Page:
No one will dispute the fact that there is a price bubble in cryptocurrencies. These assets have no intrinsic value and are trading higher only because their number is finite and everyone believes, as of now, that their price will continue hitting the roof. The fancy for crypto assets has now spilled on to NFTs. An NFT is a unit of data representing a unique digital item which can be collectibles, digital art, audio file, tweet, GIF, and so on. The owner pays a certain price to put his creation on the blockchain, where it is available to everyone to buy and sell with cryptocurrencies. But unlike cryptocurrencies, NFTs are unique and not fungible and the buyer gets the pleasure of owning a unique digital file.

While NFTs have been traded for around three years now, they shot in to the limelight with a flurry of sales at exorbitant rates in February and March this year. The most talked about sale was ‘Everyday – The First 5000 Days’, a collage of 5,000 crypto arts done over 13 years by Mike Winklemann, also known as Beeple. This was auctioned for $69 million. The other alternative asset in vogue — SPACs or Special Purpose Acquisition Companies — have an equally bizarre business model. Almost $83 billion was raised through SPACs in 2020, equalling the amount raised through regular IPOs last year.

The problem here is that investors have to blindly put money into shell companies that will then hunt for companies to acquire. With celebrities such as basket-ball star Shaquille O’Neal, tennis star Serena Williams and ex-Trump adviser Gary Cohn and a bevy of celebrity investors lending their names to these vehicles, investors have been falling over themselves to invest in these vehicles.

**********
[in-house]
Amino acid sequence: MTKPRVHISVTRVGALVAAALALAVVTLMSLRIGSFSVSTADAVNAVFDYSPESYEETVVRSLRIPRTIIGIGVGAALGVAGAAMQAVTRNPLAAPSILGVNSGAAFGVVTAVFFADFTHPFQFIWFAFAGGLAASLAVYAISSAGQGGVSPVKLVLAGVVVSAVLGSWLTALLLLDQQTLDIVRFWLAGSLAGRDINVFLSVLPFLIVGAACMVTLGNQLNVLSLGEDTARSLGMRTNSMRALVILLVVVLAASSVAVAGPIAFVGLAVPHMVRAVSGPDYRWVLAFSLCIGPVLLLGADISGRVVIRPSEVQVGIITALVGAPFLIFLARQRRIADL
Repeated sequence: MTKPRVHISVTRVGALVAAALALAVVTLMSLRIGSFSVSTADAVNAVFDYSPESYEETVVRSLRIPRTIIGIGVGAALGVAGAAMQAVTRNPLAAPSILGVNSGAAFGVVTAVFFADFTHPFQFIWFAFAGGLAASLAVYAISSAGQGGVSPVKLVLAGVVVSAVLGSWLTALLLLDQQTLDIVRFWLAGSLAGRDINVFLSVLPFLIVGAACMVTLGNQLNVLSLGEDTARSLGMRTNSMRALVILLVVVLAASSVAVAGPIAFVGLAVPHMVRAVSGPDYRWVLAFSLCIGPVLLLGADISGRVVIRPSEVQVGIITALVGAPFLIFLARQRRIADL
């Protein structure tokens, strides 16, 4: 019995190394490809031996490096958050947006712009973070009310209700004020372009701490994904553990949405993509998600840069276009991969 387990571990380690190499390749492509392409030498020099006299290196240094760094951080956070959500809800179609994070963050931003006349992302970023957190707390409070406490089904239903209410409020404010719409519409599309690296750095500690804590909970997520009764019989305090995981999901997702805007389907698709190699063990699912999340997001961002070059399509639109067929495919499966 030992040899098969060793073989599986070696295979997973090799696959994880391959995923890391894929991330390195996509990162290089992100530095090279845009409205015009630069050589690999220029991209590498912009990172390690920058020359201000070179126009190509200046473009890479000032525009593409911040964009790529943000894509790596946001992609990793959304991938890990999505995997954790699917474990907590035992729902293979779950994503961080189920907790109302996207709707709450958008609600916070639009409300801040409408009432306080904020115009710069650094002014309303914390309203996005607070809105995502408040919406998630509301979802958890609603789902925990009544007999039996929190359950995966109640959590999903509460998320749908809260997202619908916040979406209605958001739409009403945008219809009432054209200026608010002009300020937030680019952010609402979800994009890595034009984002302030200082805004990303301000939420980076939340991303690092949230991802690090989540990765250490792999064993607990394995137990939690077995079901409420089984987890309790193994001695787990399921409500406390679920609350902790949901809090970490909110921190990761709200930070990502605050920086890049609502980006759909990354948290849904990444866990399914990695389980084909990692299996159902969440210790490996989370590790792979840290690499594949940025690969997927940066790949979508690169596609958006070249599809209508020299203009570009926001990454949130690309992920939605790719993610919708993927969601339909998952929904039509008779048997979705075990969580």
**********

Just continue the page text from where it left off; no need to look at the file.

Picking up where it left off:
What’s going on?

It’s obvious that the root cause behind this hankering after high-risk assets is the enormous amount of liquidity being pumped in by the US Fed, the ECB, BoJ, et al. That coupled with near zero interest rates has made money easy to come by, for investing in the above.

The situation also brings to mind the last phase of a bull market described by Charles H Dow, co-founder and first editor of Wall Street Journal, in his epochal work, The Dow Theory, written around 1900. Dow had pointed out that the final, or third, phase of a bull market is marked by soaring prices of extremely high risk stocks with no intrinsic value, also called cats and dogs. The shoe-shine boys become active in this period and promoters make hay by launching a slew of IPOs.

It’s obvious that the bull market in equities that began in March 2020 lows has matured. With investors having already put money into the cats and dogs, the elevated risk appetite is now making them turn their attention to riskier asset classes such as SPACs, Bitcoins and NFTs.

The difference between equities and these assets is that equity prices are tied to an underlying business that has certain worth. But Bitcoin, NFTs, etc., are moving up only because of speculation. Also, equity valuation is not high enough to be called a bubble, yet. The Sensex’s current trailing PE, while close to the level recorded in 2000 and 2008, has still not reached the mark reached during the Harshad Mehta boom in 1992.

How will all this end? It’s all up to central bankers. As soon as they begin hiking interest rates (this could be due to the threat of inflation spiking) there is likely to be a sell-off in all risky assets. With no fundamental mooring, crypto assets, SPACs, etc., face higher risk compared to traditional assets such as stocks or gold.

Published on March 24, 2021